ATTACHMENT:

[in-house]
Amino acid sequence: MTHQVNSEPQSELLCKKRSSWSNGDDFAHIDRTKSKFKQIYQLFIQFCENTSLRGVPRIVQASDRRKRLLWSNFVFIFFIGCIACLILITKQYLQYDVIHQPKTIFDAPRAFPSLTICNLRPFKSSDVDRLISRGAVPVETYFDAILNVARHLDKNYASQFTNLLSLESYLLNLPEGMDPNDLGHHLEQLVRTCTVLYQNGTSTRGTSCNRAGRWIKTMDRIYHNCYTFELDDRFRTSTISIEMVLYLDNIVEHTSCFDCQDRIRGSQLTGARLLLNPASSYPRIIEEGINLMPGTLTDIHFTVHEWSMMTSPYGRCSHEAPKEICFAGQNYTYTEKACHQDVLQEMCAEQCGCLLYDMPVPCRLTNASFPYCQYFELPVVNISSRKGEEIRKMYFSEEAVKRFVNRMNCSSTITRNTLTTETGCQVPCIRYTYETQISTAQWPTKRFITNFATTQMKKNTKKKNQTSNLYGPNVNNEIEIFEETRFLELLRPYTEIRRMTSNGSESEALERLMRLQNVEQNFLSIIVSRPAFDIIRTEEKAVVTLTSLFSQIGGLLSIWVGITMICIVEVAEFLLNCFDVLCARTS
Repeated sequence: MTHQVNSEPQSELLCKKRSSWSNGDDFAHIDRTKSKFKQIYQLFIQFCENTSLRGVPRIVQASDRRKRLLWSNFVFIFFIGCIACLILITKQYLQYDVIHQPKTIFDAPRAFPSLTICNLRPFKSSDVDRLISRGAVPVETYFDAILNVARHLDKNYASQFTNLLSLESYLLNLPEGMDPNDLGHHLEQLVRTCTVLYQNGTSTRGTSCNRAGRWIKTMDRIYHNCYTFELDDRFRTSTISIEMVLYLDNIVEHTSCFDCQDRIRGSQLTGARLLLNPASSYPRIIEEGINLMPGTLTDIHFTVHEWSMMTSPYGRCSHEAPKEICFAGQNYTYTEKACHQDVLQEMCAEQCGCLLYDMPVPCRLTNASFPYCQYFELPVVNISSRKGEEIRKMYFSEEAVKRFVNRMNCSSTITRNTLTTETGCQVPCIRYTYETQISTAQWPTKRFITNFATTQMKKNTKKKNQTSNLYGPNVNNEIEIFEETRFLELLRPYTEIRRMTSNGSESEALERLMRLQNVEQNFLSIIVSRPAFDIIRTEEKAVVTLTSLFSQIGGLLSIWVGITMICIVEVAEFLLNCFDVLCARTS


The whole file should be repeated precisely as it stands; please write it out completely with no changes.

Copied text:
[in-house]
Amino acid sequence: MTHQVNSEPQSELLCKKRSSWSNGDDFAHIDRTKSKFKQIYQLFIQFCENTSLRGVPRIVQASDRRKRLLWSNFVFIFFIGCIACLILITKQYLQYDVIHQPKTIFDAPRAFPSLTICNLRPFKSSDVDRLISRGAVPVETYFDAILNVARHLDKNYASQFTNLLSLESYLLNLPEGMDPNDLGHHLEQLVRTCTVLYQNGTSTRGTSCNRAGRWIKTMDRIYHNCYTFELDDRFRTSTISIEMVLYLDNIVEHTSCFDCQDRIRGSQLTGARLLLNPASSYPRIIEEGINLMPGTLTDIHFTVHEWSMMTSPYGRCSHEAPKEICFAGQNYTYTEKACHQDVLQEMCAEQCGCLLYDMPVPCRLTNASFPYCQYFELPVVNISSRKGEEIRKMYFSEEAVKRFVNRMNCSSTITRNTLTTETGCQVPCIRYTYETQISTAQWPTKRFITNFATTQMKKNTKKKNQTSNLYGPNVNNEIEIFEETRFLELLRPYTEIRRMTSNGSESEALERLMRLQNVEQNFLSIIVSRPAFDIIRTEEKAVVTLTSLFSQIGGLLSIWVGITMICIVEVAEFLLNCFDVLCARTS
Repeated sequence: MTHQVNSEPQSELLCKKRSSWSNGDDFAHIDRTKSKFKQIYQLFIQFCENTSLRGVPRIVQASDRRKRLLWSNFVFIFFIGCIACLILITKQYLQYDVIHQPKTIFDAPRAFPSLTICNLRPFKSSDVDRLISRGAVPVETYFDAILNVARHLDKNYASQFTNLLSLESYLLNLPEGMDPNDLGHHLEQLVRTCTVLYQNGTSTRGTSCNRAGRWIKTMDRIYHNCYTFELDDRFRTSTISIEMVLYLDNIVEHTSCFDCQDRIRGSQLTGARLLLNPASSYPRIIEEGINLMPGTLTDIHFTVHEWSMMTSPYGRCSHEAPKEICFAGQNYTYTEKACHQDVLQEMCAEQCGCLLYDMPVPCRLTNASFPYCQYFELPVVNISSRKGEEIRKMYFSEEAVKRFVNRMNCSSTITRNTLTTETGCQVPCIRYTYETQISTAQWPTKRFITNFATTQMKKNTKKKNQTSNLYGPNVNNEIEIFEETRFLELLRPYTEIRRMTSNGSESEALERLMRLQNVEQNFLSIIVSRPAFDIIRTEEKAVVTLTSLFSQIGGLLSIWVGITMICIVEVAEFLLNCFDVLCARTS